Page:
The Algona Upper Des Moines from Algona, Iowa on September 17, 1959 · Page 33
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The Algona Upper Des Moines from Algona, Iowa · Page 33

Algona, Iowa
Issue Date:
Thursday, September 17, 1959
Page 33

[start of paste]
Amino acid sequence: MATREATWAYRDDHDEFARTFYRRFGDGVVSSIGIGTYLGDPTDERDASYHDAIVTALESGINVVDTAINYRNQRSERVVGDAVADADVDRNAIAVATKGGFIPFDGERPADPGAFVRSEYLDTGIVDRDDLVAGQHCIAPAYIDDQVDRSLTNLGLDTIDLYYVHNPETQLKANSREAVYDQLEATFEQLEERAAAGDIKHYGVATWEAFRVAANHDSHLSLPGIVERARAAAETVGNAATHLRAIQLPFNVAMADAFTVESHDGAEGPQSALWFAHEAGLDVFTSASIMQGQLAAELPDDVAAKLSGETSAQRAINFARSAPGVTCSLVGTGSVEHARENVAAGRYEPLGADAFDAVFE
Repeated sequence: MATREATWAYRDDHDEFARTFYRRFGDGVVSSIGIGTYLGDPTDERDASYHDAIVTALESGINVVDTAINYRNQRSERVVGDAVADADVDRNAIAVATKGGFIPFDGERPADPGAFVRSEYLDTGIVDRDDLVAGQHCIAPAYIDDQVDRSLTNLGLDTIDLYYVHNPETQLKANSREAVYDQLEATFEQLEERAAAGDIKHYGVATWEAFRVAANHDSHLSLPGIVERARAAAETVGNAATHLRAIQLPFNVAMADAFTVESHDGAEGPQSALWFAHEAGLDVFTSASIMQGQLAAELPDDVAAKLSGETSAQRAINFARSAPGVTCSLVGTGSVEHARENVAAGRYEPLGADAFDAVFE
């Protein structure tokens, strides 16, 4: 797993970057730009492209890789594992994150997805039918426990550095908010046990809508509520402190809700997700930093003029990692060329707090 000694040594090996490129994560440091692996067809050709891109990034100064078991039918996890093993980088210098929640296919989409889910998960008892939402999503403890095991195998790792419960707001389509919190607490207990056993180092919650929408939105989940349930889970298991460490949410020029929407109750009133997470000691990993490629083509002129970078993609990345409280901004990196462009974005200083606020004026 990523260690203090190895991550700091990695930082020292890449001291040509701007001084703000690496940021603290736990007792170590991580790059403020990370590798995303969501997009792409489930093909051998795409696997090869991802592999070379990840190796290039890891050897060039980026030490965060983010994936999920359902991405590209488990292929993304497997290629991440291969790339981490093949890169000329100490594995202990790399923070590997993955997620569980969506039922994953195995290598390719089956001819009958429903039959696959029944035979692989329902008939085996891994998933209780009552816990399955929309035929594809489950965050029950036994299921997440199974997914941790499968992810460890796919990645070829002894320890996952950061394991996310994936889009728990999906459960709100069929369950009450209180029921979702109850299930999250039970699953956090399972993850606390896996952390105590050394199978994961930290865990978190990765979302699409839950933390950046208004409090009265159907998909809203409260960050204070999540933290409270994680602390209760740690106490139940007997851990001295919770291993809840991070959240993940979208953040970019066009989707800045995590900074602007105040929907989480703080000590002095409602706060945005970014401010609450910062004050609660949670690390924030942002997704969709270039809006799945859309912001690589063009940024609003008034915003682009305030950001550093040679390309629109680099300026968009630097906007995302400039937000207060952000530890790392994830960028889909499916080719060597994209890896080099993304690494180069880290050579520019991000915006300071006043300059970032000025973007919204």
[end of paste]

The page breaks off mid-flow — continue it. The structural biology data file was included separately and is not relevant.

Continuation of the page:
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How »*ovbu LJk***>Ur EMS? Here afe some samples of promotional materials being used to increase consumer interest in eggs. These promotions, sponsored by the Poultry & Egg National Board, egg producer groups and allied industry organizations, play an important part in educating' the consumer on eggs and egg uses. Your part in producing uniform, high quality eggs goes hand in hand with such consumer educational efforts.. Unless the, consumer is confident of what'she is" buying, "she* soon loses interest and potential markets fail to develop. This attractive young lady is Adele Leonard of Livingston, New Jersey, chosen as Miss EGGtober of 1959, and she is shown with some of the many ribbons she has won in 4-H poultry and sheep projects. Miss Leonard will appear this fall at poultry and trade shows, on radio and TV, telling consumers they can be "tops in health" by eating more eggs. Friends of the poultry industry everywhere are encouraged to choose local Miss EGGtobers who can lead local egg promotion activities. For information on how to enter or sponsor these Miss EGGtober contests, ask the editor of this newspaper. rmers Report WSCornYi OFFICIAL REPORTS SHOW 5,755 FARMERS AVERAGE 11429%* PER ACRE? OHIO LEADS "CORN BELT' WITH 126.19 BC INDIANA IS SECOND WtTH_U5.9^3aSHELS.* m •••» •*• •**r*u • 55.12 k.»_ "ALL YIELDS WERE MADE ON SELEC '"' 5-ACRE CONTEST PLOTS HI6H INDIVIDUAL YIELDS BY STATES STATE NAME YIELD ALABAMA Graver Sims 15539 ARIZONA C.W.Currie ;... 9454 ARKANSAS Orvis Nix 93'41 CANADA Robert Lamg 131 49 COLORADO (Dry.) Arthur Hanson 75 91 COLORADO (Irn.) Edward Krtaub 197 72 CONNECTICUT Larch Meadow Farm 118.96 DELAWARE L. M. Recchert 148.04 FLORIDA Don Helms 106.44 GEORGIA Robert Dabbs 111.15 IDAHO Arthur KecK ISO.83 ILLINOIS Leo F. Hager 191.75 INDIANA John D. Smith 17O.74 IOWA ...L. L. Bilharz 182.31 KANSAS Henry Heskett 159.75 KENTUCKY BillGoggin 171.06 MARYLAND S. J. Leister 178.58 MICHIGAN Clarence Baldwin 187.45 MINNESOTA R. L. Mueller & Sons 175.81 MISSOURI Benson Lehman 159.61 MONTANA Russel Mann 88.48 NEBRASKA (Dry.) Elman Eggers 167.60 NEBRASKA (Irn.) John R. Doell 186.37 NEW JERSEY K. Wantrobski 151.43 NEW YORK JohnPopovich 191.55 NORTH CAROLINA Dan Peele 110.84 NORTH DAKOTA A. H. Berg 119.21 OHIO Chaswil Farms 203.14 OKLAHOMA W. D. Carroll 139.99 OREGON J. E. Zabransky 188.51 PENNSYLVANIA William O. Wolf 190.18 SOUTH CAROLINA R. L. Hill 157.77 S. DAKOTA (Dry.) Gerald Chicoine 152.80 S. DAKOTA (Irn.) H. Carlson 4 Son 189.24 TENNESSEE Mrs. D. R. Headden 149.45 TEXAS GeneEzell 136.49 VERMONT Hall Farm 124.11 VIRGINIA Willis M. Bowman 159.02 WASHINGTON Max Bemtz 139.50 WISCONSIN Louis Brockman 184.01 WYOMING J. G. Webb 148.02 Df KALI AOIICULTURAL ASSOCIATION, INC, DIKAL1, ILLINOIS Co*nm«reiaJ froductfi and Diitributort at D»Kofb DvKotb Chi« and D»Katb Hrornj Safghu "OVER-ALL" AVERAGE PROVES ADAPTABILITY A MOST IMPORTANT FACTOR Extremely high individual corn yields are always impressive. But, it's far more significant when over 5,000 farmers, all raising DeKalb Corn, averaged over 114 bushels* per acre. That's what 5,755 American and Canadian farmers did in DeKalb's 1958 Selected 5-acre Corn Growing Contest . . . and, they made this remarkable average on all types of soils under all kinds of weather. Certainly" this accomplishment shows,, that wherever you do your farming, you can be pretty sure that you'll find DeKalb Varieties that are bred to do an outstanding job for you. DeKalb Com just has to be good . . . IT'S BEEN PLANTED BY MORE FARMERS FOR 20 STRAIGHT YEARS THAN ANY OTHER BRAND. GET more eggs with DEKALB Profit Pullets more eggs A Good Health Habit

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